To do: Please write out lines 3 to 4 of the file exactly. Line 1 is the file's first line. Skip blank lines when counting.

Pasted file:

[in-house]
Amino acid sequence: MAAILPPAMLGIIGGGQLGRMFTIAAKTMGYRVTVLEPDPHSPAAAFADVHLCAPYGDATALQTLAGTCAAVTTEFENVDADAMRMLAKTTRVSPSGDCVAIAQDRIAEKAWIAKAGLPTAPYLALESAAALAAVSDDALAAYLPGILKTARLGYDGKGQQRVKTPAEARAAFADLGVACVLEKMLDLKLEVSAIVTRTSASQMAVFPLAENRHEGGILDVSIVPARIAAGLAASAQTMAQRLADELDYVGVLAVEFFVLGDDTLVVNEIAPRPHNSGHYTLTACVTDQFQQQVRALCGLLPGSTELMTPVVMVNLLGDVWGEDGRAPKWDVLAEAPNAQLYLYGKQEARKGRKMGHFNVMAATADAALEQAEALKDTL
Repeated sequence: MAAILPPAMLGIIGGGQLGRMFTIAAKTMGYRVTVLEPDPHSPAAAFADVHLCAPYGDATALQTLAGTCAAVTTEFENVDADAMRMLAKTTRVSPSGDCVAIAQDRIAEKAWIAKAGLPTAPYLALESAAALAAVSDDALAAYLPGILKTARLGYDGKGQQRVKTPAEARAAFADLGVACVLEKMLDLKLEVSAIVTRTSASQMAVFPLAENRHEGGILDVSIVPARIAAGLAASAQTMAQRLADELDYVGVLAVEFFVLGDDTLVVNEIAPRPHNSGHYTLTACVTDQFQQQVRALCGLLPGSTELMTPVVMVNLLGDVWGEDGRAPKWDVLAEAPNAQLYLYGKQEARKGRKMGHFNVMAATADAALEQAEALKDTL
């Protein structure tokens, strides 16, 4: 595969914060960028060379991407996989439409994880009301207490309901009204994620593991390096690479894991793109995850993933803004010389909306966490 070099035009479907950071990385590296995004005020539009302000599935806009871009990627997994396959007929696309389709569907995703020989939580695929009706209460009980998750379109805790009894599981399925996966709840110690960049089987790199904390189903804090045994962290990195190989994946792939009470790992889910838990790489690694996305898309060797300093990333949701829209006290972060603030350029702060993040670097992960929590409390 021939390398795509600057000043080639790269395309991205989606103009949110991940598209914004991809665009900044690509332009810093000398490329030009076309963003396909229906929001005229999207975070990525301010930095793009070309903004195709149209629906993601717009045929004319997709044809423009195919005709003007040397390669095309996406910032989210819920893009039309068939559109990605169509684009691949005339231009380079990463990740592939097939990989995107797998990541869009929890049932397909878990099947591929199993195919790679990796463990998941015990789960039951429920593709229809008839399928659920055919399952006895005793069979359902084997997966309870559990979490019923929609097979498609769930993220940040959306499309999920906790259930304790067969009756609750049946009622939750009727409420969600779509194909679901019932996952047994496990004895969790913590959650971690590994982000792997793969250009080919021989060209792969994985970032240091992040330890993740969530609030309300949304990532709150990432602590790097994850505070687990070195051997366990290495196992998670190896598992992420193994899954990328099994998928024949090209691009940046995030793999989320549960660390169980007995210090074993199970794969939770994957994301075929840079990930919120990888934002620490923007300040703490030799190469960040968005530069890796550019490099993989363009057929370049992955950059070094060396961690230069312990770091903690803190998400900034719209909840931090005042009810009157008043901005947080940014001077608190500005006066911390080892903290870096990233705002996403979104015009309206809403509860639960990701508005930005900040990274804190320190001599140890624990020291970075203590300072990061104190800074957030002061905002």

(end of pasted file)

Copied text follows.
Repeated sequence: MAAILPPAMLGIIGGGQLGRMFTIAAKTMGYRVTVLEPDPHSPAAAFADVHLCAPYGDATALQTLAGTCAAVTTEFENVDADAMRMLAKTTRVSPSGDCVAIAQDRIAEKAWIAKAGLPTAPYLALESAAALAAVSDDALAAYLPGILKTARLGYDGKGQQRVKTPAEARAAFADLGVACVLEKMLDLKLEVSAIVTRTSASQMAVFPLAENRHEGGILDVSIVPARIAAGLAASAQTMAQRLADELDYVGVLAVEFFVLGDDTLVVNEIAPRPHNSGHYTLTACVTDQFQQQVRALCGLLPGSTELMTPVVMVNLLGDVWGEDGRAPKWDVLAEAPNAQLYLYGKQEARKGRKMGHFNVMAATADAALEQAEALKDTL
């Protein structure tokens, strides 16, 4: 595969914060960028060379991407996989439409994880009301207490309901009204994620593991390096690479894991793109995850993933803004010389909306966490 070099035009479907950071990385590296995004005020539009302000599935806009871009990627997994396959007929696309389709569907995703020989939580695929009706209460009980998750379109805790009894599981399925996966709840110690960049089987790199904390189903804090045994962290990195190989994946792939009470790992889910838990790489690694996305898309060797300093990333949701829209006290972060603030350029702060993040670097992960929590409390 021939390398795509600057000043080639790269395309991205989606103009949110991940598209914004991809665009900044690509332009810093000398490329030009076309963003396909229906929001005229999207975070990525301010930095793009070309903004195709149209629906993601717009045929004319997709044809423009195919005709003007040397390669095309996406910032989210819920893009039309068939559109990605169509684009691949005339231009380079990463990740592939097939990989995107797998990541869009929890049932397909878990099947591929199993195919790679990796463990998941015990789960039951429920593709229809008839399928659920055919399952006895005793069979359902084997997966309870559990979490019923929609097979498609769930993220940040959306499309999920906790259930304790067969009756609750049946009622939750009727409420969600779509194909679901019932996952047994496990004895969790913590959650971690590994982000792997793969250009080919021989060209792969994985970032240091992040330890993740969530609030309300949304990532709150990432602590790097994850505070687990070195051997366990290495196992998670190896598992992420193994899954990328099994998928024949090209691009940046995030793999989320549960660390169980007995210090074993199970794969939770994957994301075929840079990930919120990888934002620490923007300040703490030799190469960040968005530069890796550019490099993989363009057929370049992955950059070094060396961690230069312990770091903690803190998400900034719209909840931090005042009810009157008043901005947080940014001077608190500005006066911390080892903290870096990233705002996403979104015009309206809403509860639960990701508005930005900040990274804190320190001599140890624990020291970075203590300072990061104190800074957030002061905002």